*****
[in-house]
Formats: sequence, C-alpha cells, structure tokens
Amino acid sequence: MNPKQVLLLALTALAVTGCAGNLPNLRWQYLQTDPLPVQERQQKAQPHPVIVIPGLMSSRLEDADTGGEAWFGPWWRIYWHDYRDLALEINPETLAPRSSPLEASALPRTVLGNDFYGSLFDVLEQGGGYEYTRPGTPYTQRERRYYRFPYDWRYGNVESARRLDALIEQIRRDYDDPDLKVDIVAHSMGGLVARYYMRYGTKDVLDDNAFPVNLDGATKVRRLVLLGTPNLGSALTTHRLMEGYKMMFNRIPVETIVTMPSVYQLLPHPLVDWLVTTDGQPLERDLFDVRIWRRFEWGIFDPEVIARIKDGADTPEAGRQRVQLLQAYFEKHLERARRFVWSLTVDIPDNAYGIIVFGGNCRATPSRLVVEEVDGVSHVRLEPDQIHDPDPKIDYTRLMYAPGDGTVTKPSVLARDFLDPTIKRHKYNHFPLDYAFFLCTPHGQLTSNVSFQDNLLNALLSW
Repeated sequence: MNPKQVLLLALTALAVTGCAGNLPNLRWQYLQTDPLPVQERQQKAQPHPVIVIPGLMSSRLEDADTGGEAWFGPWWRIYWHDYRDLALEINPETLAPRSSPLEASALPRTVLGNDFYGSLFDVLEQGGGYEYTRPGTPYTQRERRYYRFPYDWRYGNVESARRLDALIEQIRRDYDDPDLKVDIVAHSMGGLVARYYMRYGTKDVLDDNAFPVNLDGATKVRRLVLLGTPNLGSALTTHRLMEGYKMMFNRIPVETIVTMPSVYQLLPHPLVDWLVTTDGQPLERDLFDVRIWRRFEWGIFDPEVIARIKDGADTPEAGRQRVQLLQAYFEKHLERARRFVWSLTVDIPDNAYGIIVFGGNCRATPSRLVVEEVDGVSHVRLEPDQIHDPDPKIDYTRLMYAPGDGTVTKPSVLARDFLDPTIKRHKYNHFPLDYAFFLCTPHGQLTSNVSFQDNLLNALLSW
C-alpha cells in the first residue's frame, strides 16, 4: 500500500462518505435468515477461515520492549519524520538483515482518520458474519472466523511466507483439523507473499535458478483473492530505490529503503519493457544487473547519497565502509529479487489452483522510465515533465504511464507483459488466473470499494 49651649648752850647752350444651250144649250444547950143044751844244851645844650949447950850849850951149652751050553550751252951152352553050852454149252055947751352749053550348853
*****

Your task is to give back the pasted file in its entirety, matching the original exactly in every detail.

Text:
[in-house]
Formats: sequence, C-alpha cells, structure tokens
Amino acid sequence: MNPKQVLLLALTALAVTGCAGNLPNLRWQYLQTDPLPVQERQQKAQPHPVIVIPGLMSSRLEDADTGGEAWFGPWWRIYWHDYRDLALEINPETLAPRSSPLEASALPRTVLGNDFYGSLFDVLEQGGGYEYTRPGTPYTQRERRYYRFPYDWRYGNVESARRLDALIEQIRRDYDDPDLKVDIVAHSMGGLVARYYMRYGTKDVLDDNAFPVNLDGATKVRRLVLLGTPNLGSALTTHRLMEGYKMMFNRIPVETIVTMPSVYQLLPHPLVDWLVTTDGQPLERDLFDVRIWRRFEWGIFDPEVIARIKDGADTPEAGRQRVQLLQAYFEKHLERARRFVWSLTVDIPDNAYGIIVFGGNCRATPSRLVVEEVDGVSHVRLEPDQIHDPDPKIDYTRLMYAPGDGTVTKPSVLARDFLDPTIKRHKYNHFPLDYAFFLCTPHGQLTSNVSFQDNLLNALLSW
Repeated sequence: MNPKQVLLLALTALAVTGCAGNLPNLRWQYLQTDPLPVQERQQKAQPHPVIVIPGLMSSRLEDADTGGEAWFGPWWRIYWHDYRDLALEINPETLAPRSSPLEASALPRTVLGNDFYGSLFDVLEQGGGYEYTRPGTPYTQRERRYYRFPYDWRYGNVESARRLDALIEQIRRDYDDPDLKVDIVAHSMGGLVARYYMRYGTKDVLDDNAFPVNLDGATKVRRLVLLGTPNLGSALTTHRLMEGYKMMFNRIPVETIVTMPSVYQLLPHPLVDWLVTTDGQPLERDLFDVRIWRRFEWGIFDPEVIARIKDGADTPEAGRQRVQLLQAYFEKHLERARRFVWSLTVDIPDNAYGIIVFGGNCRATPSRLVVEEVDGVSHVRLEPDQIHDPDPKIDYTRLMYAPGDGTVTKPSVLARDFLDPTIKRHKYNHFPLDYAFFLCTPHGQLTSNVSFQDNLLNALLSW
C-alpha cells in the first residue's frame, strides 16, 4: 500500500462518505435468515477461515520492549519524520538483515482518520458474519472466523511466507483439523507473499535458478483473492530505490529503503519493457544487473547519497565502509529479487489452483522510465515533465504511464507483459488466473470499494 49651649648752850647752350444651250144649250444547950143044751844244851645844650949447950850849850951149652751050553550751252951152352553050852454149252055947751352749053550348853